bash Special Characters

A group of characters have been exempted, that when we use them, they are evaluated by Bash to have a non-literal meaning. Instead, these characters carry out a special instruction, or have an alternate meaning; they are called “special characters”, or “meta-characters”.

To explain the special characters in all the cases in which they may be used, read the section on the TLDP guide. Here are some of the more common special characters uses:



" "

Whitespace — this is a tab, newline, vertical tab, form feed, carriage return, or space. Bash uses whitespace to determine where words begin and end. The first word is the command name and additional words become arguments to that command.


Expansion — introduces various types of expansion: parameter expansion (e.g. $var or ${var}), command substitution (e.g. $(command)), or arithmetic expansion (e.g. $((expression))). More on expansions later.


Single quotes — protect the text inside them so that it has a literal meaning. With them, generally any kind of interpretation by Bash is ignored: special charaters are passed over and multiple words are prevented from being split.


Double quotes — protect the text inside them from being split into multiple words or argruments, yet allow substitutions to occur; the meaning of most other special characters is usually prevented.


Escape — (backslash) prevents the next character from being interpreted as a special character. This works outside of quoting, inside double quotes, and generally ignored in single quotes.


Comment — an introduction of a # character begins a commentary that extends to the end of the line. Comments are notes of explanation and are not processed by the shell.


Test — an evaluation of a conditional expression to determine whether it is “true” or “false”. Tests are used in Bash to evaluate a number of conditions. More of this will be covered later.


Negate — used to negate or reverse a test or exit status. For example: ! grep text file; exit $?.


Redirection — redirect a command’s output or input. Redirections will be covered later.


Pipe — redirect output from a initial command to the input of secondary command. This is a method of chaining commands together. Example: echo "Hello beautiful." | grep -o beautiful.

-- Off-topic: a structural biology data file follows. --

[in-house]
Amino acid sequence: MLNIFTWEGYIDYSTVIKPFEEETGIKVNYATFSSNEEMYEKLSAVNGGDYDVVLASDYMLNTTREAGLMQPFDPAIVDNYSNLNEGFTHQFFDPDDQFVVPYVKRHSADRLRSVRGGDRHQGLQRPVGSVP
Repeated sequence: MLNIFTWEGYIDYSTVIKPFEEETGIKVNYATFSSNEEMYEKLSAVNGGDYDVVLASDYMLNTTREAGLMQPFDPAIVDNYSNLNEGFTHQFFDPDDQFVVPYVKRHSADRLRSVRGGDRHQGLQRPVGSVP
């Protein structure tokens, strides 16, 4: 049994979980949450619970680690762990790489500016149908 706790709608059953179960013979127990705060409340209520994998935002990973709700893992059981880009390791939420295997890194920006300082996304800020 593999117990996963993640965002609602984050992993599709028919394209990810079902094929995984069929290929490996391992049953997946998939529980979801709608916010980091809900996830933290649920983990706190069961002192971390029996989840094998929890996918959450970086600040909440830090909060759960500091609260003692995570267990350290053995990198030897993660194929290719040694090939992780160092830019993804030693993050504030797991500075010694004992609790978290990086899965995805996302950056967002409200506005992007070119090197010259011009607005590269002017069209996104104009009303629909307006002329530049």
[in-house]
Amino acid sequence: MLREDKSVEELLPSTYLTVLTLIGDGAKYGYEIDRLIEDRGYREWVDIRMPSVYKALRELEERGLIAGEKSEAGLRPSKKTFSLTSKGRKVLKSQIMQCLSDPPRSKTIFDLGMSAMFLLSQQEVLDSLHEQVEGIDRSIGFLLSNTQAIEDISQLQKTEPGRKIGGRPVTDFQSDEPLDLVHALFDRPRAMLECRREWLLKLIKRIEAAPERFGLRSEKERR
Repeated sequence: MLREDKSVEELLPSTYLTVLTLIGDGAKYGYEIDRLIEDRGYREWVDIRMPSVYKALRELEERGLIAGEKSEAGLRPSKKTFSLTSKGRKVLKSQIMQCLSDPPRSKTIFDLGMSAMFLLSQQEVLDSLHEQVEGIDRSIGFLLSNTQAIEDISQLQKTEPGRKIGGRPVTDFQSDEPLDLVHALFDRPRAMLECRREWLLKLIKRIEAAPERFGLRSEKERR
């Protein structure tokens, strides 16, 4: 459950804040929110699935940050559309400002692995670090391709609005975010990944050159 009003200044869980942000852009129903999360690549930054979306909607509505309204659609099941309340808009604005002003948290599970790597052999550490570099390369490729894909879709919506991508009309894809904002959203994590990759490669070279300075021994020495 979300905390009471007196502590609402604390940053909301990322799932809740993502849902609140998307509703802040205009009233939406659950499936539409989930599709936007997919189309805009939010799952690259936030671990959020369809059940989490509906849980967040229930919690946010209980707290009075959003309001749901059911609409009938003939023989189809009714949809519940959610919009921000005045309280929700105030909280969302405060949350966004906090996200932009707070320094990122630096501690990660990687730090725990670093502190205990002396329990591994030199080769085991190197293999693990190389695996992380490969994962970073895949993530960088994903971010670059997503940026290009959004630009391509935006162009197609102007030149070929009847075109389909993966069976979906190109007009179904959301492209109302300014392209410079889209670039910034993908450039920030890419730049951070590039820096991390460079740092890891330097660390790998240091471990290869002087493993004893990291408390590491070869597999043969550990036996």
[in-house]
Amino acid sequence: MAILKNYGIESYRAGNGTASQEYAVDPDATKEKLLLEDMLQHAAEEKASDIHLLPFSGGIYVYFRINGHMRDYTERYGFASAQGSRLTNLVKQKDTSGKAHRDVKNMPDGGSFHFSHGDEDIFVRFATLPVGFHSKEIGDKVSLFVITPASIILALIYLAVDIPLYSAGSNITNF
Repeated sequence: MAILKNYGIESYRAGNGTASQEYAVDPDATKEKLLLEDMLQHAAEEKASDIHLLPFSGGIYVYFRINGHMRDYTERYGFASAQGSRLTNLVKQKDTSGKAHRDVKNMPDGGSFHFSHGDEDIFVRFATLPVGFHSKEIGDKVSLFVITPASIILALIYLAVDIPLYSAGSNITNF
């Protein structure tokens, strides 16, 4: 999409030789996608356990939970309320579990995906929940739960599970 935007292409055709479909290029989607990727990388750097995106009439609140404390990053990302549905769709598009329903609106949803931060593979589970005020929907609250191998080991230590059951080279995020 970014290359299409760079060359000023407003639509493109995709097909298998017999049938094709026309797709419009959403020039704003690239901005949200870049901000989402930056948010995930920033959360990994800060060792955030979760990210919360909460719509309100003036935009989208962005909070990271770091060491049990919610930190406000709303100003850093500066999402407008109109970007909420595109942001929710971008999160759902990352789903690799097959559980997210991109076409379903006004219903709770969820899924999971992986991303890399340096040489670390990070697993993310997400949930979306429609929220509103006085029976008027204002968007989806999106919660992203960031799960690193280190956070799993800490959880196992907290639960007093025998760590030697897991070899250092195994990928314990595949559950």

Command separator — a representation of a newline. Used to separate multiple commands that are on the same line.


Inline group — commands inside the curly braces are treated as if they were one command. It is convenient to use these when Bash syntax requires only one command and a function doesn’t feel warranted.


Subshell group — similar to the above but where commands within are executed in subshell. Used much like a sandbox, if a command causes side effects (like changing variables), it will have no effect on the current shell.


Arithemetic expression — with an arithmetic expression, characters such as +, -, *, and / are mathematical operators used for calculations. They can be used for variable assignments like (( a = 1 + 4 )) as well as tests like if (( a < b )). More on this later.


Arithmetic expansion — Comparable to the above, but the expression is replaced with the result of its arithmetic evaluation. Example: echo "The average is $(( (a+b)/2 ))".


Home directory — the tilde is a representation of the home directory. When followed by a /, it means the current user’s home directory; otherwise, a username will have to be specified (e.g. ls ~/Documents; cp ~john/.bashrc .).


$ echo "I am $LOGNAME"
I am lhunath
$ echo 'I am $LOGNAME'
$ # boo
$ echo An open\ \ \ space
An open   space
$ echo "My computer is $(hostname)"
My computer is Lyndir
$ echo boo > file
$ echo $(( 5 + 5 ))
$ (( 5 > 0 )) && echo "Five is greater than zero."
Five is greater than zero.


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